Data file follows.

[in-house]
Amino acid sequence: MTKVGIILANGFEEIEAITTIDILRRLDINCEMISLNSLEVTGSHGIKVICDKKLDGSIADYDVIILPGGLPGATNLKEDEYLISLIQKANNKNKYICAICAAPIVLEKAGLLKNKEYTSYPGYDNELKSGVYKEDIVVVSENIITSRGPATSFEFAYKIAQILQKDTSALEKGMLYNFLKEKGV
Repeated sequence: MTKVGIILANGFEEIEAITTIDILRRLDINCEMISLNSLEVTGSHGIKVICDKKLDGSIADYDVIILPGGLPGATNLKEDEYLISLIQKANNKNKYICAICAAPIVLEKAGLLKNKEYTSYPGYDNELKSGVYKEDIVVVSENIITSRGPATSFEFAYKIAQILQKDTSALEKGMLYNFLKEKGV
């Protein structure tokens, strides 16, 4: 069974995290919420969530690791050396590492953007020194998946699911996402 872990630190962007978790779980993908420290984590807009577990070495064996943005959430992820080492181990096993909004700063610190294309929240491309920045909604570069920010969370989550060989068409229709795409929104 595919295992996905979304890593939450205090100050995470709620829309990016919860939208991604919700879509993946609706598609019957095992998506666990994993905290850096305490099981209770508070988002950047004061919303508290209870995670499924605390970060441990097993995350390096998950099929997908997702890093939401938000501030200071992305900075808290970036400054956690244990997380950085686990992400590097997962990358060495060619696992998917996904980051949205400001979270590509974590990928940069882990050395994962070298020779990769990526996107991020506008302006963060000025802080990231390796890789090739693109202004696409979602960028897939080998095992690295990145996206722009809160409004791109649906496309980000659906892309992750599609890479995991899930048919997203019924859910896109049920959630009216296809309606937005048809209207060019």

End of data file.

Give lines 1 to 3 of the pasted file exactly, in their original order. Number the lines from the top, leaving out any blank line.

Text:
[in-house]
Amino acid sequence: MTKVGIILANGFEEIEAITTIDILRRLDINCEMISLNSLEVTGSHGIKVICDKKLDGSIADYDVIILPGGLPGATNLKEDEYLISLIQKANNKNKYICAICAAPIVLEKAGLLKNKEYTSYPGYDNELKSGVYKEDIVVVSENIITSRGPATSFEFAYKIAQILQKDTSALEKGMLYNFLKEKGV
Repeated sequence: MTKVGIILANGFEEIEAITTIDILRRLDINCEMISLNSLEVTGSHGIKVICDKKLDGSIADYDVIILPGGLPGATNLKEDEYLISLIQKANNKNKYICAICAAPIVLEKAGLLKNKEYTSYPGYDNELKSGVYKEDIVVVSENIITSRGPATSFEFAYKIAQILQKDTSALEKGMLYNFLKEKGV